Morales has written a book that I hope sweeps some major awards this year. I knew that it was the powerful story of immigrants, but I was delighted and surprised to see the role of the public library highlighted so clearly on the pages. The text on the page is just right, poetic and brief, inviting young readers and listening children deep into the storyline. Morales has created a timely book for today’s America and all of its children, but it is also a book that will be read again and again.
The art by Morales is amazing. Alight with the moon and searingly brilliant when the gifts they carry escape the pack they have been stored in for so long. There are beautiful symbols throughout the illustrations like this, connection and creativity alive on the page. She also pays homage to so many books in her library scenes, each one a testament to the voices that have been part of children’s literature for so long and some newer ones too.
A dazzling and incredible picture book that is sure to win awards this year. Appropriate for ages 3-5.
Reviewed from library copy.
Jabberwalking by Juan Felipe Herrera (9781536201406)
From the first Mexican-American Poet Laureate of the United States comes this call to become a person who can write and walk at the same time. It’s a book that demands that you record your thoughts, messy and wild and raw. That you use documents to find words, that you draw ideas while on airplanes, that you walk a lot, think a lot, write a lot. That you embrace the voice that is inside you and create. Whatever that creation looks like in all of its “fuzzy, puffy, blue-cheesy, incandescent, brave Jabber!”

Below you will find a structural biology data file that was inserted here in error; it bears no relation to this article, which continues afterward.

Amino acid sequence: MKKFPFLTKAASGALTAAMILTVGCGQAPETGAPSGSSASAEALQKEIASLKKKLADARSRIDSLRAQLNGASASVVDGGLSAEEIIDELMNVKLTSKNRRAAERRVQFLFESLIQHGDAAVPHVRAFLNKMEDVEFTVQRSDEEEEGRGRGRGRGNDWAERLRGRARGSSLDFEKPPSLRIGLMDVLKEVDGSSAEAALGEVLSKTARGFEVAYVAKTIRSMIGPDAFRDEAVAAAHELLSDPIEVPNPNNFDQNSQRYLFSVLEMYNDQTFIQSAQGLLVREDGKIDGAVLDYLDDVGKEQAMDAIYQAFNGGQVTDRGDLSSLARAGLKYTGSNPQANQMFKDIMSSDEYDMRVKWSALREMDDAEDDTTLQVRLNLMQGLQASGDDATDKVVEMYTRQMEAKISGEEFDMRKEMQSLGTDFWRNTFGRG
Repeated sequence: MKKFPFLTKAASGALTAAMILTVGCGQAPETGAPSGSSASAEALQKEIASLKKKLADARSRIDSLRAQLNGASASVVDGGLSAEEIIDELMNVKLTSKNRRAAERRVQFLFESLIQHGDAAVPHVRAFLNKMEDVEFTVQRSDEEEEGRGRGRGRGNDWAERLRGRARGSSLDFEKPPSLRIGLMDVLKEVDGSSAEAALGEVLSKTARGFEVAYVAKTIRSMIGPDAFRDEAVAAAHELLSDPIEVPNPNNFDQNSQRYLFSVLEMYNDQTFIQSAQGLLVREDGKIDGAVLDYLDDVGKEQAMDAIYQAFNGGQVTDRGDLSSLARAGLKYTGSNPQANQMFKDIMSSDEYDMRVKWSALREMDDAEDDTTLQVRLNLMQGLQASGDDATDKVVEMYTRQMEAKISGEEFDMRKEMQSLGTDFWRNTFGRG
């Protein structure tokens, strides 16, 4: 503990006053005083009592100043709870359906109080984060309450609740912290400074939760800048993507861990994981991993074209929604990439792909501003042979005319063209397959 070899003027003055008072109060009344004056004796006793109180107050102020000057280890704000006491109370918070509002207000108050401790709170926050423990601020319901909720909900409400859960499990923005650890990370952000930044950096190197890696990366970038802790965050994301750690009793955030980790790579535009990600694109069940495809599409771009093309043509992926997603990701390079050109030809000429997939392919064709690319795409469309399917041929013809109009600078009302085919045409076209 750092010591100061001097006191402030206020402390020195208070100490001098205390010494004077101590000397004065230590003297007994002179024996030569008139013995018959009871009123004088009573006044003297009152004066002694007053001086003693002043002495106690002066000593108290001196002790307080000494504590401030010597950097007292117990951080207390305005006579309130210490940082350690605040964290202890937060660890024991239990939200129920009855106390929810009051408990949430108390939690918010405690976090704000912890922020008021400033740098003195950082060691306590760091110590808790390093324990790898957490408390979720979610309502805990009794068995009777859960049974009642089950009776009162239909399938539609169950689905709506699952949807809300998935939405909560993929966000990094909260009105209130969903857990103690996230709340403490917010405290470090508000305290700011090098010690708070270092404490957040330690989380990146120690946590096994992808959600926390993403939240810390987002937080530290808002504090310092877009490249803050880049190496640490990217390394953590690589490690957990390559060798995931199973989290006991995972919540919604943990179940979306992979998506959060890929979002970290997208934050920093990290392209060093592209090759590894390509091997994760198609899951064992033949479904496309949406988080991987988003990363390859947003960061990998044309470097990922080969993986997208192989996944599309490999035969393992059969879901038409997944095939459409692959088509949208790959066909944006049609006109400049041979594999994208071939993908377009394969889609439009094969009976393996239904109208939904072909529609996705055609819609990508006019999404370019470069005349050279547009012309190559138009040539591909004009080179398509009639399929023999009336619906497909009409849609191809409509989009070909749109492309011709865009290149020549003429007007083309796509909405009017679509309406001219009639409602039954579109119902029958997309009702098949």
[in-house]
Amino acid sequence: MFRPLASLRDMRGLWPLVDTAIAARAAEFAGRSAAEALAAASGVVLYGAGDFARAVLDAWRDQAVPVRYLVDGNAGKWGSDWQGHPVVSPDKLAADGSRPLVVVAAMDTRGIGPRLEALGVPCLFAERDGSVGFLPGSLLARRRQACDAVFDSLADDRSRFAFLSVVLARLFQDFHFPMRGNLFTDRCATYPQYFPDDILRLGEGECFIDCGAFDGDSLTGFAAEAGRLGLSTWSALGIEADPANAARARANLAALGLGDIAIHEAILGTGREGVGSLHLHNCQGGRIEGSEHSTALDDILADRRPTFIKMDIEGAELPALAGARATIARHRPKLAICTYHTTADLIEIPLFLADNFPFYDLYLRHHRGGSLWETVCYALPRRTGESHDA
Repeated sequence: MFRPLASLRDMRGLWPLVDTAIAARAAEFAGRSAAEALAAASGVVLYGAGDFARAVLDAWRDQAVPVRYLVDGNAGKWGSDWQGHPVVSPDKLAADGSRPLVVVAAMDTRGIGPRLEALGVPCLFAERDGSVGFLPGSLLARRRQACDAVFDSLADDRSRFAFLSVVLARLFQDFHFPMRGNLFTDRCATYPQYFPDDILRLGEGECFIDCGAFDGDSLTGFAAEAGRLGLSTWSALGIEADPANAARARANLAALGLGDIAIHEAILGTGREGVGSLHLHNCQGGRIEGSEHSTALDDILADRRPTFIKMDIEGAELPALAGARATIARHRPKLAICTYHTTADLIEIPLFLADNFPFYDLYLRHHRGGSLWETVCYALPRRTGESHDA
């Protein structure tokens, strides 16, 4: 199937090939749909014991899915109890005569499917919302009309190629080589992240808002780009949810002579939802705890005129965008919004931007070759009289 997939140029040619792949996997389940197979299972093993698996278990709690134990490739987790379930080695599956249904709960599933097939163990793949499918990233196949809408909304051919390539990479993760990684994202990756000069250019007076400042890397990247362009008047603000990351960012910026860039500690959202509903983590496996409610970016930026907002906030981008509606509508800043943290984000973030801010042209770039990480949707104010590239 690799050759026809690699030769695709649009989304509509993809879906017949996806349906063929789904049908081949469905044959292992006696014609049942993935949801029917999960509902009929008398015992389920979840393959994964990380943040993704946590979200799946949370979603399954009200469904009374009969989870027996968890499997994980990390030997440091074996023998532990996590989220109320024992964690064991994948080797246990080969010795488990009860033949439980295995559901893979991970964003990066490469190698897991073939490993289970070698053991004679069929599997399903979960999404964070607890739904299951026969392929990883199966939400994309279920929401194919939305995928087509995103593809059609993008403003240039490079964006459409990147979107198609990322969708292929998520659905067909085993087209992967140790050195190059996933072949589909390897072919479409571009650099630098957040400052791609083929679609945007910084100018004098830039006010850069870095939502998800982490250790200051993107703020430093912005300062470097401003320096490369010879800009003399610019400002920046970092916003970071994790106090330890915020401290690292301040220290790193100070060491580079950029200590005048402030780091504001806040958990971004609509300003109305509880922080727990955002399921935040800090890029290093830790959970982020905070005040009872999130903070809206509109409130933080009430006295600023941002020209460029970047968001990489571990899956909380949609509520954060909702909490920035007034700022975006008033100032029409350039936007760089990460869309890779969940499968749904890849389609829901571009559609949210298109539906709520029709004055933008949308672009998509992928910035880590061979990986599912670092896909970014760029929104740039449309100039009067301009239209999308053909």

Looking for a straight-forward and rule based book on being a writer or creative person? This is not the book you are looking for! Instead this is a book that shows raw creativity, using inspiration from Lewis Carroll and the Jabberwocky, this is a book filled with emotion, encouragement, and acceptance about the way that our human brains work best when creating. It invites readers into a playful world where words are toys, content is loose, and ideas flow freely.
The writing here could initially be seen as too loose and raw. But as you read more and more of the book there is a gorgeous continuum of content throughout the chapters. Soon blue-cheesy starts to make sense and jabberwalking is all you want to do for awhile to see what comes out of your brain too.
Inspiring and incredibly joyous, this book about writing is entirely unexpected. Appropriate for ages 9-12.
Reviewed from ARC provided by Candlewick Press.
The Knowing Book by Rebecca Kai Dotlich, illustrated by Matthew Cordell (InfoSoup)
This picture book begins with the reminder that the sky is always above you, no matter what. A little rabbit with a long scarf makes his way along an adventure with a wise narrator explaining that there are wonderful things alive in this world. There is magic where you least expect it. There is adventure if you leave the mapped roads. It is OK to both hum and cry. It’s important to trust yourself. The little rabbit gains skills on his adventure and lots of confidence too. In the end, the book returns again to the permanence of the sky above us and its beauty.
This book is completely encouraging, explaining to youth exactly what it takes to live a life filled with bravery and authenticity. In many ways it would make a great graduation gift as teens set off into the world. Yet it still works well as a picture book for younger children where the large concepts inside can be discussed and their importance reinforced in conversations. It’s a book that celebrates the individual and their personal journey through life, one that asks us all to follow our own roads and live as we were meant to live.